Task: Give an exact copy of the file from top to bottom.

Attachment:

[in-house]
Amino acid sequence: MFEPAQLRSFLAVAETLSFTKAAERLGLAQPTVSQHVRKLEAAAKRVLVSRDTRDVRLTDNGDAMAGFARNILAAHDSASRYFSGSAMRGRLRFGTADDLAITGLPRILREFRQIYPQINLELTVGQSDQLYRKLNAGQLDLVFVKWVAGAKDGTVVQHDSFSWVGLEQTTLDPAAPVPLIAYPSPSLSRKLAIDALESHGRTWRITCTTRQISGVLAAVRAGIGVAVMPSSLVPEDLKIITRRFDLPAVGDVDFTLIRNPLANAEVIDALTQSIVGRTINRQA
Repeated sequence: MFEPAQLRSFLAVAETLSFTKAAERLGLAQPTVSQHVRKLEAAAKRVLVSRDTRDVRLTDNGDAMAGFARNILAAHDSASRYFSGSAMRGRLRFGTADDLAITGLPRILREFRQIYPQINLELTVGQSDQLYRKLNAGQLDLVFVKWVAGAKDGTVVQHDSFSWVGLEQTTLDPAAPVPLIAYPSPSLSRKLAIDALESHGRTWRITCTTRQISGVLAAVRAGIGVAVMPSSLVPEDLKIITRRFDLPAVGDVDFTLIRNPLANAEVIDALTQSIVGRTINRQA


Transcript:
[in-house]
Amino acid sequence: MFEPAQLRSFLAVAETLSFTKAAERLGLAQPTVSQHVRKLEAAAKRVLVSRDTRDVRLTDNGDAMAGFARNILAAHDSASRYFSGSAMRGRLRFGTADDLAITGLPRILREFRQIYPQINLELTVGQSDQLYRKLNAGQLDLVFVKWVAGAKDGTVVQHDSFSWVGLEQTTLDPAAPVPLIAYPSPSLSRKLAIDALESHGRTWRITCTTRQISGVLAAVRAGIGVAVMPSSLVPEDLKIITRRFDLPAVGDVDFTLIRNPLANAEVIDALTQSIVGRTINRQA
Repeated sequence: MFEPAQLRSFLAVAETLSFTKAAERLGLAQPTVSQHVRKLEAAAKRVLVSRDTRDVRLTDNGDAMAGFARNILAAHDSASRYFSGSAMRGRLRFGTADDLAITGLPRILREFRQIYPQINLELTVGQSDQLYRKLNAGQLDLVFVKWVAGAKDGTVVQHDSFSWVGLEQTTLDPAAPVPLIAYPSPSLSRKLAIDALESHGRTWRITCTTRQISGVLAAVRAGIGVAVMPSSLVPEDLKIITRRFDLPAVGDVDFTLIRNPLANAEVIDALTQSIVGRTINRQA